21st Century Fox has denied as “categorically untrue” a story that appeared in the Australian Financial Review saying that senior executives from 21st Century Fox and Discovery Communications had met to discuss a tie-up that could create a $100 billion movie, entertainment and sports giant.
Rupert Murdoch of Fox and John Malone, a major shareholder in Discovery (and a director) and chairman and CEO of Discovery Holdings, have a long history in media, sometimes fighting one another and other times co-operating.
Australia’s Sydney Morning Herald, on February 23, reminded readers that News Corp-backed Foxtel is already working on a 50/50 deal with Discovery to buy Australia’s Ten Network.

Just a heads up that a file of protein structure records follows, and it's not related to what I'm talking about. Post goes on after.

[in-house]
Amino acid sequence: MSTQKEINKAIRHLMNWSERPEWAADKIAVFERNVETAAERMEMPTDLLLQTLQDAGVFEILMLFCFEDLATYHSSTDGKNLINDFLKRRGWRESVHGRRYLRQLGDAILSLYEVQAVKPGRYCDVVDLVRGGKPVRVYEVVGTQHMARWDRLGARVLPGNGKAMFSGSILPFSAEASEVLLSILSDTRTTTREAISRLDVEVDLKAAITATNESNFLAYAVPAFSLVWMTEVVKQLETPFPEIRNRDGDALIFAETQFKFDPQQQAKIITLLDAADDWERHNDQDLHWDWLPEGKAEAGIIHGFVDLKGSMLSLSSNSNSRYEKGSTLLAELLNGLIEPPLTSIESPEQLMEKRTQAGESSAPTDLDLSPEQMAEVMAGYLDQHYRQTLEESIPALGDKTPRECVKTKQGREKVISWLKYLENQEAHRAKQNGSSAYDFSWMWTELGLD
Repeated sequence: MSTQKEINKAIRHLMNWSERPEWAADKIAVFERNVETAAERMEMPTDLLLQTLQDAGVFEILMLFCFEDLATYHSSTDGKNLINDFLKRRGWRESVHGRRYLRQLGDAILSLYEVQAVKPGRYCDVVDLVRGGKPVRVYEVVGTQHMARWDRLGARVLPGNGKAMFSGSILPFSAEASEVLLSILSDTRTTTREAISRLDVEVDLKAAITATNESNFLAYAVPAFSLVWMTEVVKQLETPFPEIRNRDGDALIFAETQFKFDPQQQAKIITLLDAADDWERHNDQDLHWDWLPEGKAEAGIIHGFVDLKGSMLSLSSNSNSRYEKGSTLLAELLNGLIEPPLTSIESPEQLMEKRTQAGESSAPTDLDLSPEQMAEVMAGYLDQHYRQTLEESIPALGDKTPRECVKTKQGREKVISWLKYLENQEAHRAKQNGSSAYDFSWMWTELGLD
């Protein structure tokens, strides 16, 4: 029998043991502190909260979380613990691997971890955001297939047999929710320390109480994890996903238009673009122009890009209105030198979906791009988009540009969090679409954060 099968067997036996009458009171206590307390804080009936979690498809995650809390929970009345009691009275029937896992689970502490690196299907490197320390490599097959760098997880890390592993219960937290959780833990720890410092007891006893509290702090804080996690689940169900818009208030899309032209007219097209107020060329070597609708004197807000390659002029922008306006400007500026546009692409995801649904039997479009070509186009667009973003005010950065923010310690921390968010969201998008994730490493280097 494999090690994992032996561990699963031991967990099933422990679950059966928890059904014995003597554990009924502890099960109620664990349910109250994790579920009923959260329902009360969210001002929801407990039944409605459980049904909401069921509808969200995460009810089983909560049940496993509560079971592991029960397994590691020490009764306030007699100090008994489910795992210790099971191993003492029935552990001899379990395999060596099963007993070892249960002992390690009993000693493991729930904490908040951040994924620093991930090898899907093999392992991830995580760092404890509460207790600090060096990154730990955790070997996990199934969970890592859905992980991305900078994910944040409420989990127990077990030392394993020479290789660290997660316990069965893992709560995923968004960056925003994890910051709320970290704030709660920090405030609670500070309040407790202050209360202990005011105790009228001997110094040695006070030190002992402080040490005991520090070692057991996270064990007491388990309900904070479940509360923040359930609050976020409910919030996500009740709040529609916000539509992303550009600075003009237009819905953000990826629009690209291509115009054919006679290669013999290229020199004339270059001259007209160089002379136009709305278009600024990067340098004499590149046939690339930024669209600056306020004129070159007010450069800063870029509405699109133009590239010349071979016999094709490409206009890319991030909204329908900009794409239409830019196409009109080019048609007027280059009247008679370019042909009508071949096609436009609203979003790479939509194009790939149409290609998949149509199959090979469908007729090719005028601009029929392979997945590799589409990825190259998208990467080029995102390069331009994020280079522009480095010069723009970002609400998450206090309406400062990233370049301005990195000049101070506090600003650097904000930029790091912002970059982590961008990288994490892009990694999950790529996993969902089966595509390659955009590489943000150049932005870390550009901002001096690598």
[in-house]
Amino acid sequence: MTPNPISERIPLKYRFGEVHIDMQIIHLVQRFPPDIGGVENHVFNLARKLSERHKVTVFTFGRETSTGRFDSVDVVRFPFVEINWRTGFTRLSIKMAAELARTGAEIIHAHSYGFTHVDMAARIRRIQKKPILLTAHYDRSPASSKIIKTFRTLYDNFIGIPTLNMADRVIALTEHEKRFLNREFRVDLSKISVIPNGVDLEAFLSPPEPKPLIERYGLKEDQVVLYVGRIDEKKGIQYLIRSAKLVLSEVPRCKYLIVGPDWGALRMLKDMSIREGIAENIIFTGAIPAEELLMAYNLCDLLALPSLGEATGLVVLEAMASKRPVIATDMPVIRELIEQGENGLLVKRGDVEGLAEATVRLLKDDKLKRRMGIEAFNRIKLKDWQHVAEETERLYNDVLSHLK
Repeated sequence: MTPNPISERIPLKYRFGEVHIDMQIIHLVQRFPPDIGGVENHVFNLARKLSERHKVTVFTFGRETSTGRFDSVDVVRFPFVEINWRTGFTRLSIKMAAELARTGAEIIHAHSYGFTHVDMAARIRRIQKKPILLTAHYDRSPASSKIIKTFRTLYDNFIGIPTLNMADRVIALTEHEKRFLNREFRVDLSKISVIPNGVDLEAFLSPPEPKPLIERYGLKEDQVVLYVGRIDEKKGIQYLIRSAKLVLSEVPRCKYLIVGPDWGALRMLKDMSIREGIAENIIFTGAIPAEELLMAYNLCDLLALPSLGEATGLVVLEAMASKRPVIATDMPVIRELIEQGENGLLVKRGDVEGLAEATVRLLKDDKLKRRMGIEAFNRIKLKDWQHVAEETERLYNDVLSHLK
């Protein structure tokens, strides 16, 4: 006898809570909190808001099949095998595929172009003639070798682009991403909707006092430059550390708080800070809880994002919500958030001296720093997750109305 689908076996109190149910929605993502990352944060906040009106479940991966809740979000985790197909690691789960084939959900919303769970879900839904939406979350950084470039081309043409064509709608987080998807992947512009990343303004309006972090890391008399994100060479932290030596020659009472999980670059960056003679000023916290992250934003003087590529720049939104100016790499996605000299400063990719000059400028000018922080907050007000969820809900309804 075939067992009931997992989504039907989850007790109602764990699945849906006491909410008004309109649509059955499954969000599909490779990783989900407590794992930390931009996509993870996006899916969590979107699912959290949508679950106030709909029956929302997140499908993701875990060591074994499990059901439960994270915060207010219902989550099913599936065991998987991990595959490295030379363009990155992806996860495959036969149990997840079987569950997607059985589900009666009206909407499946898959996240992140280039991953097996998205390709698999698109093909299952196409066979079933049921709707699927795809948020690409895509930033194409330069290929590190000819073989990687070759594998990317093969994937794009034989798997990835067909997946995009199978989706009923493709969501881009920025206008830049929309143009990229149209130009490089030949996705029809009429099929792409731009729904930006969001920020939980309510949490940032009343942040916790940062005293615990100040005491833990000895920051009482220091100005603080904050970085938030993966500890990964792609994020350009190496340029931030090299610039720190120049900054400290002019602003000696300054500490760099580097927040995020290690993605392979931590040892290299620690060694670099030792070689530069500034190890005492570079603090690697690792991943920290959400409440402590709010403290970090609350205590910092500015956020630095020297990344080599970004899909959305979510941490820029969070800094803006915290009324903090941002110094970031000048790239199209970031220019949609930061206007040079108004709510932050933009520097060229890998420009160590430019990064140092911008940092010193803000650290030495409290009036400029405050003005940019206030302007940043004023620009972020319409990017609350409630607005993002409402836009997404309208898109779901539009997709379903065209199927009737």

A few months ago billionaire Prince Alwaleed bin Talal, a shareholder in News Corp/21st Century Fox, and following the ending of 21st Century’s bid for Time-Warner, said: “Combining both companies would have been a dream proposal because the amount of content the combined company would have had would have been tremendous,” he told CNN in September. “Knowing Mr Murdoch, I think the idea is still in his mind. But I think the time is not right now because the management of Time Warner are against it, and the shareholders of Fox were also not for it.”
Discovery might be that fresh idea. It could make make a perfect fit into 21st Century’s portfolio, not least because of its enormous number of factual and documentary channels around the world, but also its interests in SBS, Eurosport, and an obvious growing enthusiasm for spreading its wings.